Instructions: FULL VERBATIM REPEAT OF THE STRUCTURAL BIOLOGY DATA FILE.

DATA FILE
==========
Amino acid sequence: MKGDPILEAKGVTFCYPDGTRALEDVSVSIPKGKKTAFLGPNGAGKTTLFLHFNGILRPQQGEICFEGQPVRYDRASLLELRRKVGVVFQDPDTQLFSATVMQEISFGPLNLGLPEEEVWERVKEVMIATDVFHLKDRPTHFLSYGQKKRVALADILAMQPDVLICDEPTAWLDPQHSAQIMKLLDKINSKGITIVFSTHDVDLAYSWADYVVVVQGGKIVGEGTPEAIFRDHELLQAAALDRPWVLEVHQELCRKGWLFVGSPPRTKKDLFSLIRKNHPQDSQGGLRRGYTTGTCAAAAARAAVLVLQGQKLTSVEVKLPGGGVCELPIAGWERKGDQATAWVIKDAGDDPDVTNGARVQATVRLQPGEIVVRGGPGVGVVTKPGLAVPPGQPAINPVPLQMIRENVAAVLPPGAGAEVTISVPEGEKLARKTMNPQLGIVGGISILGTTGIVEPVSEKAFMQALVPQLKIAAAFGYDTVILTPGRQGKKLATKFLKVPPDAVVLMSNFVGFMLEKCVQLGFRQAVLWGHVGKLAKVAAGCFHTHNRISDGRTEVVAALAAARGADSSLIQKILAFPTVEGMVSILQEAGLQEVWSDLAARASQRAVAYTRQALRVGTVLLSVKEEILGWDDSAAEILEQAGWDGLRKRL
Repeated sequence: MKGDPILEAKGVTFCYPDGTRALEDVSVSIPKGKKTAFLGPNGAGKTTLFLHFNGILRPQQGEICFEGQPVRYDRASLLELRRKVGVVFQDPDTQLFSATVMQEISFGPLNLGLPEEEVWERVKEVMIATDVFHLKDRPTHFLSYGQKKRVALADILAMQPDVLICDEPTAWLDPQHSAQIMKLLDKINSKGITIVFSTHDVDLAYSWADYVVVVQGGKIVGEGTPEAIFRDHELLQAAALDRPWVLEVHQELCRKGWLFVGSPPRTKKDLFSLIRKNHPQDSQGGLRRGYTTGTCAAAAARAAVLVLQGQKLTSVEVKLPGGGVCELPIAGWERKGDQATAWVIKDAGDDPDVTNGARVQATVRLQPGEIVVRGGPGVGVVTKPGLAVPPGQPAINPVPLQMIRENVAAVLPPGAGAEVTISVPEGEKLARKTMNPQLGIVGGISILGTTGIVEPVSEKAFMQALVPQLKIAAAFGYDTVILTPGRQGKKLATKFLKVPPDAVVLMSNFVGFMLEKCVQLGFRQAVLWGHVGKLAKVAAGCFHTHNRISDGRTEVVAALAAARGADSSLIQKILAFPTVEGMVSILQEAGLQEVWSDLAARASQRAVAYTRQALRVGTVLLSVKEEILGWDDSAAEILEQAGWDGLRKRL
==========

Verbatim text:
Amino acid sequence: MKGDPILEAKGVTFCYPDGTRALEDVSVSIPKGKKTAFLGPNGAGKTTLFLHFNGILRPQQGEICFEGQPVRYDRASLLELRRKVGVVFQDPDTQLFSATVMQEISFGPLNLGLPEEEVWERVKEVMIATDVFHLKDRPTHFLSYGQKKRVALADILAMQPDVLICDEPTAWLDPQHSAQIMKLLDKINSKGITIVFSTHDVDLAYSWADYVVVVQGGKIVGEGTPEAIFRDHELLQAAALDRPWVLEVHQELCRKGWLFVGSPPRTKKDLFSLIRKNHPQDSQGGLRRGYTTGTCAAAAARAAVLVLQGQKLTSVEVKLPGGGVCELPIAGWERKGDQATAWVIKDAGDDPDVTNGARVQATVRLQPGEIVVRGGPGVGVVTKPGLAVPPGQPAINPVPLQMIRENVAAVLPPGAGAEVTISVPEGEKLARKTMNPQLGIVGGISILGTTGIVEPVSEKAFMQALVPQLKIAAAFGYDTVILTPGRQGKKLATKFLKVPPDAVVLMSNFVGFMLEKCVQLGFRQAVLWGHVGKLAKVAAGCFHTHNRISDGRTEVVAALAAARGADSSLIQKILAFPTVEGMVSILQEAGLQEVWSDLAARASQRAVAYTRQALRVGTVLLSVKEEILGWDDSAAEILEQAGWDGLRKRL
Repeated sequence: MKGDPILEAKGVTFCYPDGTRALEDVSVSIPKGKKTAFLGPNGAGKTTLFLHFNGILRPQQGEICFEGQPVRYDRASLLELRRKVGVVFQDPDTQLFSATVMQEISFGPLNLGLPEEEVWERVKEVMIATDVFHLKDRPTHFLSYGQKKRVALADILAMQPDVLICDEPTAWLDPQHSAQIMKLLDKINSKGITIVFSTHDVDLAYSWADYVVVVQGGKIVGEGTPEAIFRDHELLQAAALDRPWVLEVHQELCRKGWLFVGSPPRTKKDLFSLIRKNHPQDSQGGLRRGYTTGTCAAAAARAAVLVLQGQKLTSVEVKLPGGGVCELPIAGWERKGDQATAWVIKDAGDDPDVTNGARVQATVRLQPGEIVVRGGPGVGVVTKPGLAVPPGQPAINPVPLQMIRENVAAVLPPGAGAEVTISVPEGEKLARKTMNPQLGIVGGISILGTTGIVEPVSEKAFMQALVPQLKIAAAFGYDTVILTPGRQGKKLATKFLKVPPDAVVLMSNFVGFMLEKCVQLGFRQAVLWGHVGKLAKVAAGCFHTHNRISDGRTEVVAALAAARGADSSLIQKILAFPTVEGMVSILQEAGLQEVWSDLAARASQRAVAYTRQALRVGTVLLSVKEEILGWDDSAAEILEQAGWDGLRKRL